I stand for active government, not big government. I stand for government which gets off people’s backs, not government which opts out of the future because it cannot face hard decisions. I stand for government which backs Australia’s families with real policies and not just platitudes.
This government says that it is in favour of the family, all the time pursuing policies which make family life harder to sustain. At present, for instance, a single taxpayer on $30,000 a year after tax has about $445 a week to live on. A taxpayer on the same $30,000 a year but with a dependent spouse and two dependent children has just $495 a week to live on—and that is after tax, after the dependent spouse rebate and after family allowance. In other words, three extra people to clothe, feed, house, educate and transport and just $50 a week extra with which to do it.
Family policy needs to begin with a recognition that our existing tax and welfare system turns middle income families with children into Australia’s new poor. Families are best helped not by argument over definitions but by policies which help the children—the children who are this country’s greatest asset and our most golden hope.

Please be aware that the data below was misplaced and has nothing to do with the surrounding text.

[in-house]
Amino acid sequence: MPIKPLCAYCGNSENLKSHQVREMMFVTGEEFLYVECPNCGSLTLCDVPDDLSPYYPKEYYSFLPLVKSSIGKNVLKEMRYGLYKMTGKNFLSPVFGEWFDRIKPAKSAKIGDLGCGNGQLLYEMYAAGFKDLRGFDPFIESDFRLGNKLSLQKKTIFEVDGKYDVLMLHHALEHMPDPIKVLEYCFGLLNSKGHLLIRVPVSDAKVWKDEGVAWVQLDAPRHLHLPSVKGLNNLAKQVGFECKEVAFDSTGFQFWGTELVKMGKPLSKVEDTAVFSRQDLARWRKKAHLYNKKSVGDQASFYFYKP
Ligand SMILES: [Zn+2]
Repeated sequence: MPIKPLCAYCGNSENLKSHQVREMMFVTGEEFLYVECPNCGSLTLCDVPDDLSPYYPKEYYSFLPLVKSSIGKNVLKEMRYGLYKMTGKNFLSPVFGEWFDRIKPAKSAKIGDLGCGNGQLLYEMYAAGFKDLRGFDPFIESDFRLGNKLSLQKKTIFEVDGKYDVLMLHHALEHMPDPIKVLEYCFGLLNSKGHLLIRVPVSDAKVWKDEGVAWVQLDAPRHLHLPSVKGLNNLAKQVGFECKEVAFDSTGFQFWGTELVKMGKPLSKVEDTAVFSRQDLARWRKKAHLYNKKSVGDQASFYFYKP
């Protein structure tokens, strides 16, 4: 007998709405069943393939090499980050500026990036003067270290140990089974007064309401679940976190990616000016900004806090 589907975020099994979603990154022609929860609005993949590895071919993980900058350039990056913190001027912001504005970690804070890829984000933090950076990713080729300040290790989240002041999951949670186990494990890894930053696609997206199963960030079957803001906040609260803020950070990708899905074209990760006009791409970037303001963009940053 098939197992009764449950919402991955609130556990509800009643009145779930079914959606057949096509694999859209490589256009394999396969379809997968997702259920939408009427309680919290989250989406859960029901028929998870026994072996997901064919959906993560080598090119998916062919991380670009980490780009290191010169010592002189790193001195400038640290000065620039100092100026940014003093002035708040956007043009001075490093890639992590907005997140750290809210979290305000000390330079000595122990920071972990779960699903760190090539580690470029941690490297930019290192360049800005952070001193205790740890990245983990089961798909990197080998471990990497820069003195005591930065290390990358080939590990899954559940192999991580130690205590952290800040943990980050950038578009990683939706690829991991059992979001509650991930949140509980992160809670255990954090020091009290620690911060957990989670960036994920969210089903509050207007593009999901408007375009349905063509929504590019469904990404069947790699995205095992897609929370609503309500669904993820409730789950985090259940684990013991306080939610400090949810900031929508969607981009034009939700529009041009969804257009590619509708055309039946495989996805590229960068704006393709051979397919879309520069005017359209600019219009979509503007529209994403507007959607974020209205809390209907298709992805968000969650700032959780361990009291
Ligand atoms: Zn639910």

One way to help families with children is to change the tax system to take account of taxpayers’ responsibilities as well as their income. A family-friendly tax system stresses self-help and individual responsibility. But the problem with income splitting, at least in its simplest form between husband and wife, is that it helps high income earners more than low income earners and couples without dependants as much as those with the responsibility for children. While voters have shown an innate mistrust of radical change to the tax system, everyone understands and hardly anyone objects to a cash payment. So one alternative to income splitting is to raise the current level of family allowances to such an extent that they become, in reality, a family wage; in other words, to pay the principal carers of children a substantial sum far in excess of current family allowance, a sum which acknowledges the real cost of raising children.